[The American system of tipping is awkward for all parties involved: restaurant patrons are expected to have the expertise to motivate and properly remunerate service professionals; servers are expected to please up to 1,000 different employers (for most of us, one boss is enough!); and restaurateurs surrender their use of compensation as an appropriate tool to reward merit and promote excellence]

 via Eater via Eater

When he finally abolished tipping in 2015, Meyer cited closing the gap between tipped, front-of-house workers’ and non-tipped back-of-house workers’ earnings as one of his main motivators. Under his tip-free model, every individual employee benefits from revenue-sharing.

Colicchio was also a vocal supporter of restaurants moving toward the tip free-model when he eliminated tipping at his flagship restaurant Craft in 2015. He told CNBC’s “On Money” that he chose to go tip-free so that he could compensate his staff members more fairly.

[We know through Studies at Cornell University that the amount of money left in the tip has very little to do with service, it has more to do with your accent, your race, or your gender.]

 Tom Colicchio via Bravo TV Tom Colicchio via Bravo TV

Meyer and Colicchio removed the line on the check where customers would typically add in a tip. To compensate for lost tips, the chefs raised menu prices around 20% so that they could increase their staffs’ wages. Hundreds of restaurants across North America have followed suit.

 via CityPages.com via CityPages.com  via Chicago Tribune via Chicago Tribune

However, some restaurants who have tried the model have abandoned it, citing lost business. Colicchio’s Craft is one of them. Colicchio reversed his tip-free policy in 2016. Although he still believed in the reasons that restaurants are going tip-free, he conceded that the model cannot be successful until all restaurants adopt it.

[At Craft, if I were going to pay my servers an hourly wage that is on [a] par with what they’re currently making, it would be in the neighborhood of $34 an hour. So back waiters or bussers in the range of $22. They’re making a good wage because of tips. Now, we do away with tips. The only way to fund that would be through raising prices. If the average tip is about 20 percent, we still have to raise prices 23 percent, because then you’re going to push up wages for everyone else. If I were to do it tomorrow, it puts me at a competitive disadvantage to someone who is just shopping online looking at prices. If everyone does it, then I think we’ll see some change.]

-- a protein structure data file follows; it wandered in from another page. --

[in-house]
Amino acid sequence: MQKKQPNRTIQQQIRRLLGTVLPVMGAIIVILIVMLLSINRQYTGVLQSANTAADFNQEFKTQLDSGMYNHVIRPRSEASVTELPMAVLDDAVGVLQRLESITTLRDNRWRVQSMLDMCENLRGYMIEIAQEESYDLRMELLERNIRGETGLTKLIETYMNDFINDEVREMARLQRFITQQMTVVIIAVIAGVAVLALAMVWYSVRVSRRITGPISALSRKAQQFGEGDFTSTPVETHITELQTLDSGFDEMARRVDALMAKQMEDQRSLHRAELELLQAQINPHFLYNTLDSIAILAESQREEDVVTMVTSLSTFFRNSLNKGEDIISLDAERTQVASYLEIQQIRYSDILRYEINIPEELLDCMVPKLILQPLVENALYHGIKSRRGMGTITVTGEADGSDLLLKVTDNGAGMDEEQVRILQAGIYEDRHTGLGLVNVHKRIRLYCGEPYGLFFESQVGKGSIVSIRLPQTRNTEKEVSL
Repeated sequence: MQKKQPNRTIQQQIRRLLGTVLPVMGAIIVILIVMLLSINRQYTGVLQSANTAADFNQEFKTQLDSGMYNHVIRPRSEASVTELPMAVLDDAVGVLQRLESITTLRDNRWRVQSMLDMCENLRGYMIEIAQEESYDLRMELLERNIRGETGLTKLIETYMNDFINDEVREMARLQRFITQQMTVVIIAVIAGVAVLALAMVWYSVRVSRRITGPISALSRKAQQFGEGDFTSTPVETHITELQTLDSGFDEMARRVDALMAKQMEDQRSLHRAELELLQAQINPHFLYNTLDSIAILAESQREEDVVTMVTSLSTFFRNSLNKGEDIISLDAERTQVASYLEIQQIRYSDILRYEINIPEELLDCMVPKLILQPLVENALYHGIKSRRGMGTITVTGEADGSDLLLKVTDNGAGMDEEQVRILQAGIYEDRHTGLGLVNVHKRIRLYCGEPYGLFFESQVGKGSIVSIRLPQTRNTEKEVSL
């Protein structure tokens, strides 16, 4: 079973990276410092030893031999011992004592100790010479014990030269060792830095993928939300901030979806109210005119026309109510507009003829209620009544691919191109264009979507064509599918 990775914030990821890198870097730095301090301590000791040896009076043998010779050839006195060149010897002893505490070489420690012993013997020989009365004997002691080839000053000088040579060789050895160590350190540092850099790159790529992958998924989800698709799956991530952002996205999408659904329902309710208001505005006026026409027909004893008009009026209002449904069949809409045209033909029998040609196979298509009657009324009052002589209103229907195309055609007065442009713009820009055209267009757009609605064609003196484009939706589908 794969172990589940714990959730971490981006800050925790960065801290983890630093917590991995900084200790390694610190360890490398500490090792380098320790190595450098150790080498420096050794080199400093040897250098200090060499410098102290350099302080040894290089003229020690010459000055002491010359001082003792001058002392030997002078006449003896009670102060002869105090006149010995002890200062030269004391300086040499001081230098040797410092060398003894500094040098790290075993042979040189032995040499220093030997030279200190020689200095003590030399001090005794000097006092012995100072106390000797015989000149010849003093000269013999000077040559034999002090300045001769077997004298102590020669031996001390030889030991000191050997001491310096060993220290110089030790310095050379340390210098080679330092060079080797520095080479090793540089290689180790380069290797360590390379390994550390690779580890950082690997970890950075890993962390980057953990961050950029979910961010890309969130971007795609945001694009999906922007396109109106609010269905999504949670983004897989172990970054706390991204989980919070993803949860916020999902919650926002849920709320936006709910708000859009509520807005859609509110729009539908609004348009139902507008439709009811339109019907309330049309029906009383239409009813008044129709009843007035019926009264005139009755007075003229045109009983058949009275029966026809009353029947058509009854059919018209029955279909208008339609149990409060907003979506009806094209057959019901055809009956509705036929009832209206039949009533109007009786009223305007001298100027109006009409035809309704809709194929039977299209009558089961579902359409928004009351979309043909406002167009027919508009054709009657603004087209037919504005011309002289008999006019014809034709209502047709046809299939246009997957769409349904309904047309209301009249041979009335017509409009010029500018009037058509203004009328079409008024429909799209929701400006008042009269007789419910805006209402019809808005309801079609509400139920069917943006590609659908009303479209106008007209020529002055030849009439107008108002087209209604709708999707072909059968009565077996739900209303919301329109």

So, should your restaurant ban tipping? We’ve rounded up some of the most common arguments for and against going tip-free.

Arguments For Going Tip-Free

Higher BOH Wages

One of the most compelling arguments in favor of going tip-free is that it leads to higher wages for back-of-the-house workers like cooks and bussers. At restaurants where the average check size is steep, back-of-the-house workers typically make less than tipped servers even though their base wages tend to be higher. This data from Bon Appetit is pretty staggering.

 via Bon Appetit via Bon Appetit

Under the tip-free model, BOH workers are included in the restaurant’s revenue-sharing policy. That’s why Meyer reported raising menu prices just over 20% (20% is widely acknowledged as the standard restaurant tip). After going tip-free, Meyer raised the starting hourly pay for line cooks at the Modern from $11 to $14.

A Better BOH Staff

A positive side effect of higher BOH wages—in addition to more appropriately compensating staff members hard work—is a stronger BOH staff (which translates into higher quality food!). According to Seattle restaurateur Renee Erickson, who went tip-free at Sea Creatures, eliminating tipping is a good investment for restaurants because it results in less BOH turnover. Less turnover means less rehiring and retraining on your end as well as more experienced cooks.

More Wage Stability for Servers

Another reason many restaurants are going tip-free is to increase their servers’ wage stability. As you probably know, in many states, the minimum wage for tipped workers for tipped workers is lower than the minimum wage for non-tipped workers. In fact, only seven states require employers to pay tipped workers the full minimum wage. In the other 43 states, the minimum wage for tipped workers can dip as low as $2.13 an hour. Workers are expected to make up the difference with tips (employers are legally obligated to make up the difference if servers earn less than minimum wage after tips, but investigations by the Wage and Hour Division of the Department of Labor between 2010 and 2012 found an 84% non-compliance rate).

 via dol.gov via dol.gov

Although tipped workers have the potential to make great money through tips, that is entirely dependent on check size and what percent of the total bill customers decide to tip. So, while tipped workers can make a lot in a day, they can also make very little. At restaurants with lower menu prices or where diners tend to tip less, FOH workers can actually make much less than BOH workers. In fact, a 2011 EPI study found that tipped workers are more than twice as likely as non-tipped workers to fall below the poverty line.

Moreover, research has shown that perceived service quality explains less than 2% of the variation in tip percentage. Clearly, your servers are being tipped based on factors that are out of their control. For example, young diners typically leave smaller tips. About ⅓ of millennials tip less than 15% (whereas only 16% of older demographics admit to doing so). In a recent survey, 10% of millennials said they don’t tip at all!

Replacing the tipping model with a revenue-sharing one leads to less income variation from day to day and moderates the effect of working a slow shift or serving particularly stingy diners.

Tipping is Discriminatory